– Kalissar
    May 22, 2013 at 12:22
  • 1
    Warcraft Orcs are NOT green, they are brown. Gul'dan was the first orc to turn green, due to excessive use of Fel Magic. After the Dark Portal was opened to Azeroth, the demo. Mannoroth was slain, and the orcs drank his blood, turning them green. Dragonmaw and Mag'har orcs never used Fel Magic or drank Mannoroth's blood and have stayed brown.
    – FuxieDK
    Dec 5, 2013 at 8:53
  • 7
    @Fuxie: Warcraft orcs being brown is a recent development, dating only from the Burning Crusade expansion in 2007. Prior to that, all orcs were green as inspired by Warhammer. That Blizzard decided to have green orcs be a by-product of the Burning Legion doesn't mean that green wasn't their original colour as far as real-world inspiration goes.
    – 3Doubloons
    May 8, 2014 at 4:50
  • 2
    @FuxieDK - I have to agree with 3Doubloons on that one. The orcs were originally green. The idea that drinking demon blood is what TURNED them green wasn't introduced until WarCraft III in 2002. That concept was then expanded on in the Burning Crusade expansion for World of WarCraft, at which point we were shown that their original skin color is brown. In fact, when we first came through the portal in BC, we immediately found RED orcs and thought THAT was the original color. But nope, it's brown.
    – Omegacron
    Dec 23, 2014 at 19:02
  • 5
    @aramis Shame that Nathans answer got marked as correct when in fact your answer is the correct one. Warcraft came to life after Games Workshop said NO. kotaku.com/5929161/…
    – Cherubel
    Sep 17, 2015 at 13:10

aramis hit the nail on the head, in his answer - Warcraft is inspired by Warhammer. Kotaku supports this:

Allen Adham hoped to obtain a license to the Warhammer universe to try to increase sales by brand recognition. Warhammer was a huge inspiration for the art-style of Warcraft, but a combination of factors, including a lack of traction on business terms and a fervent desire on the part of virtually everyone else on the development team (myself included) to control our own universe nixed any potential for a deal.

I also want to point out that Richard A. Knaak did not "get the idea" for Warcraft, except from Blizzard. According to BlizzPlanet:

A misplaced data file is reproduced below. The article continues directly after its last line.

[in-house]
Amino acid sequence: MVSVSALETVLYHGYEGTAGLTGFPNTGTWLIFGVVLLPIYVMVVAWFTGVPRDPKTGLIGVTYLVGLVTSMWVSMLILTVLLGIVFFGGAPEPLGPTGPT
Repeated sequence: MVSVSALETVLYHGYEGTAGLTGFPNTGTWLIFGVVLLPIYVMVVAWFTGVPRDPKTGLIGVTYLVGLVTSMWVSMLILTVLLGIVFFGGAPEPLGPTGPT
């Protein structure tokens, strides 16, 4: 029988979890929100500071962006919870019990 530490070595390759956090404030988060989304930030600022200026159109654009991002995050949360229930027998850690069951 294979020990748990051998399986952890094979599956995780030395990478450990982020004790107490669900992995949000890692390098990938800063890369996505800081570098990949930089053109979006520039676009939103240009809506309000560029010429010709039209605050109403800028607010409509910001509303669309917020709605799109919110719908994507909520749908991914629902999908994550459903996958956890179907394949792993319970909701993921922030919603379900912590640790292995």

They approached him because of his Dragonlance books. Some of the heads of Blizzard had grown up on his Dragonlance works and asked him to write for both Warcraft and Diablo.

According to Knaak's own website:

It was his work and creativity that caught the eye of Blizzards, and they made a deal with him to write the lore for Warcraft and Diablo.


It is interesting to point out that Richard Knaak played Warcraft II and a little bit of WoW in order to get acquainted with the lore.

See also this related answer on the similarities between Warhammer 40K and Blizzard's Starcraft.


On top of what everybody said: Tolkien and his estate do not have the copyrights over myth and folklore. Anyone can use elves, orcs etc. on their own works (as long as you don't brazenly and completely copy others' designs). Warcraft's fantasy races such as orcs, elves, goblins, orcs etc. are in the public domain and Blizzard never needed to ask anyone permission to use those.

  • @amarth no.
    – Marvel Boy
    Sep 28, 2020 at 15:47
  • 1
    Just read up on the Beowulf and old english use from there :) Why I deleted the comments. Arguably the orcs and elves in Tolkien's works are quite different from those in old fairy tales, but then the same could be said about Warhammer orcs or whatever.
    – Amarth
    Sep 28, 2020 at 15:48

Your Answer

By clicking “Post Your Answer”, you agree to our terms of service and acknowledge you have read our privacy policy.

Not the answer you're looking for? Browse other questions tagged or ask your own question.